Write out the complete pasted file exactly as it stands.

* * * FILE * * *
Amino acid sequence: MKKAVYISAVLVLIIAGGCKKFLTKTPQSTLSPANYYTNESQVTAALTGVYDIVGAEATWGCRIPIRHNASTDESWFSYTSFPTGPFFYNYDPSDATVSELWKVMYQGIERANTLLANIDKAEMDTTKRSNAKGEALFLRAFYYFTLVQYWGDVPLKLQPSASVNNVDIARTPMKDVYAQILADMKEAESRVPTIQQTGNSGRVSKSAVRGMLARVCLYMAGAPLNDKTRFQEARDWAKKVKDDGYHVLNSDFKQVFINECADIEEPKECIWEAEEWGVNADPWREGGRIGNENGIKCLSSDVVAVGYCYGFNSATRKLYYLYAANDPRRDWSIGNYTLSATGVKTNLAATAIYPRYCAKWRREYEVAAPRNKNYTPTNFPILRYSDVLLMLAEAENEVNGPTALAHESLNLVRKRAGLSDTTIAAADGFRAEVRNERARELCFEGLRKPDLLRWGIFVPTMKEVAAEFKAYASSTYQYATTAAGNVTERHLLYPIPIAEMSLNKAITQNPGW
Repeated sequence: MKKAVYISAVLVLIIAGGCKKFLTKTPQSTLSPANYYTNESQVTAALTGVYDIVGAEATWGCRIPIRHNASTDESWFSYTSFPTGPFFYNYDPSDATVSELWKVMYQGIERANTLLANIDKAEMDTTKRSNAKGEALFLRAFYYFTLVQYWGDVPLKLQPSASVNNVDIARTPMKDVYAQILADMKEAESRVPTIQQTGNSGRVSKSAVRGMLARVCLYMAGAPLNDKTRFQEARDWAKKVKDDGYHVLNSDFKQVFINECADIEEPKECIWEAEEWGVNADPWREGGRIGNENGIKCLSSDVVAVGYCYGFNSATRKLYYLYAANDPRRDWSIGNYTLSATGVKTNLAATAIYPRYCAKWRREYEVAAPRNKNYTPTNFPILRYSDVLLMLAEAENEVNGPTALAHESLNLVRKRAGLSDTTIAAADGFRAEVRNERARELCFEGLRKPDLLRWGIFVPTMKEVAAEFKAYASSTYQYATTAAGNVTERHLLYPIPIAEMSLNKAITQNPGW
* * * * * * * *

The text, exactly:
Amino acid sequence: MKKAVYISAVLVLIIAGGCKKFLTKTPQSTLSPANYYTNESQVTAALTGVYDIVGAEATWGCRIPIRHNASTDESWFSYTSFPTGPFFYNYDPSDATVSELWKVMYQGIERANTLLANIDKAEMDTTKRSNAKGEALFLRAFYYFTLVQYWGDVPLKLQPSASVNNVDIARTPMKDVYAQILADMKEAESRVPTIQQTGNSGRVSKSAVRGMLARVCLYMAGAPLNDKTRFQEARDWAKKVKDDGYHVLNSDFKQVFINECADIEEPKECIWEAEEWGVNADPWREGGRIGNENGIKCLSSDVVAVGYCYGFNSATRKLYYLYAANDPRRDWSIGNYTLSATGVKTNLAATAIYPRYCAKWRREYEVAAPRNKNYTPTNFPILRYSDVLLMLAEAENEVNGPTALAHESLNLVRKRAGLSDTTIAAADGFRAEVRNERARELCFEGLRKPDLLRWGIFVPTMKEVAAEFKAYASSTYQYATTAAGNVTERHLLYPIPIAEMSLNKAITQNPGW
Repeated sequence: MKKAVYISAVLVLIIAGGCKKFLTKTPQSTLSPANYYTNESQVTAALTGVYDIVGAEATWGCRIPIRHNASTDESWFSYTSFPTGPFFYNYDPSDATVSELWKVMYQGIERANTLLANIDKAEMDTTKRSNAKGEALFLRAFYYFTLVQYWGDVPLKLQPSASVNNVDIARTPMKDVYAQILADMKEAESRVPTIQQTGNSGRVSKSAVRGMLARVCLYMAGAPLNDKTRFQEARDWAKKVKDDGYHVLNSDFKQVFINECADIEEPKECIWEAEEWGVNADPWREGGRIGNENGIKCLSSDVVAVGYCYGFNSATRKLYYLYAANDPRRDWSIGNYTLSATGVKTNLAATAIYPRYCAKWRREYEVAAPRNKNYTPTNFPILRYSDVLLMLAEAENEVNGPTALAHESLNLVRKRAGLSDTTIAAADGFRAEVRNERARELCFEGLRKPDLLRWGIFVPTMKEVAAEFKAYASSTYQYATTAAGNVTERHLLYPIPIAEMSLNKAITQNPGW